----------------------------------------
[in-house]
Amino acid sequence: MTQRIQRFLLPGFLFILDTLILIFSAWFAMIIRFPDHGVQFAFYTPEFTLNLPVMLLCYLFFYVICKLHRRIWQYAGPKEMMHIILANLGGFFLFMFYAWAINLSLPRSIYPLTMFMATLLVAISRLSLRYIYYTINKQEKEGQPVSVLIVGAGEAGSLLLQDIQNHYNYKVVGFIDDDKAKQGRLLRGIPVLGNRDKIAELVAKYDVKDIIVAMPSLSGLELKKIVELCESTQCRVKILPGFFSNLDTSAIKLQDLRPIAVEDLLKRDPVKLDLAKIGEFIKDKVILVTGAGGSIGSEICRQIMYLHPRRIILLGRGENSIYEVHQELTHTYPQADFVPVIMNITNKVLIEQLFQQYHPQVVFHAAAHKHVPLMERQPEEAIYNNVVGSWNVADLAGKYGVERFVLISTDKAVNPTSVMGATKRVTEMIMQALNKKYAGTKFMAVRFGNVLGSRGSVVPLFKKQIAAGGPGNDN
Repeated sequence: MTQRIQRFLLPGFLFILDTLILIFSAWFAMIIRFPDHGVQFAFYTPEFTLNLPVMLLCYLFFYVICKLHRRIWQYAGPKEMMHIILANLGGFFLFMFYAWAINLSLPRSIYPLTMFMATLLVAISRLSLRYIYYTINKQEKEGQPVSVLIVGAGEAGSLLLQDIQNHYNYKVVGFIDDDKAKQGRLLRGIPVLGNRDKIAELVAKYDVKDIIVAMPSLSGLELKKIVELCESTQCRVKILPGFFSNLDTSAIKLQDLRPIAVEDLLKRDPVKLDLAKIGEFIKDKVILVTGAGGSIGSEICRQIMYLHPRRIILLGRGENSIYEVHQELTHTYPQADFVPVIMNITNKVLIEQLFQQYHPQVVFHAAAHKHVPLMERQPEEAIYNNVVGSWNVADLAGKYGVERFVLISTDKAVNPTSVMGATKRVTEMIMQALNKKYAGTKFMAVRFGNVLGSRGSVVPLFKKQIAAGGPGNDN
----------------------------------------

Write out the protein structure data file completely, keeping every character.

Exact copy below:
[in-house]
Amino acid sequence: MTQRIQRFLLPGFLFILDTLILIFSAWFAMIIRFPDHGVQFAFYTPEFTLNLPVMLLCYLFFYVICKLHRRIWQYAGPKEMMHIILANLGGFFLFMFYAWAINLSLPRSIYPLTMFMATLLVAISRLSLRYIYYTINKQEKEGQPVSVLIVGAGEAGSLLLQDIQNHYNYKVVGFIDDDKAKQGRLLRGIPVLGNRDKIAELVAKYDVKDIIVAMPSLSGLELKKIVELCESTQCRVKILPGFFSNLDTSAIKLQDLRPIAVEDLLKRDPVKLDLAKIGEFIKDKVILVTGAGGSIGSEICRQIMYLHPRRIILLGRGENSIYEVHQELTHTYPQADFVPVIMNITNKVLIEQLFQQYHPQVVFHAAAHKHVPLMERQPEEAIYNNVVGSWNVADLAGKYGVERFVLISTDKAVNPTSVMGATKRVTEMIMQALNKKYAGTKFMAVRFGNVLGSRGSVVPLFKKQIAAGGPGNDN
Repeated sequence: MTQRIQRFLLPGFLFILDTLILIFSAWFAMIIRFPDHGVQFAFYTPEFTLNLPVMLLCYLFFYVICKLHRRIWQYAGPKEMMHIILANLGGFFLFMFYAWAINLSLPRSIYPLTMFMATLLVAISRLSLRYIYYTINKQEKEGQPVSVLIVGAGEAGSLLLQDIQNHYNYKVVGFIDDDKAKQGRLLRGIPVLGNRDKIAELVAKYDVKDIIVAMPSLSGLELKKIVELCESTQCRVKILPGFFSNLDTSAIKLQDLRPIAVEDLLKRDPVKLDLAKIGEFIKDKVILVTGAGGSIGSEICRQIMYLHPRRIILLGRGENSIYEVHQELTHTYPQADFVPVIMNITNKVLIEQLFQQYHPQVVFHAAAHKHVPLMERQPEEAIYNNVVGSWNVADLAGKYGVERFVLISTDKAVNPTSVMGATKRVTEMIMQALNKKYAGTKFMAVRFGNVLGSRGSVVPLFKKQIAAGGPGNDN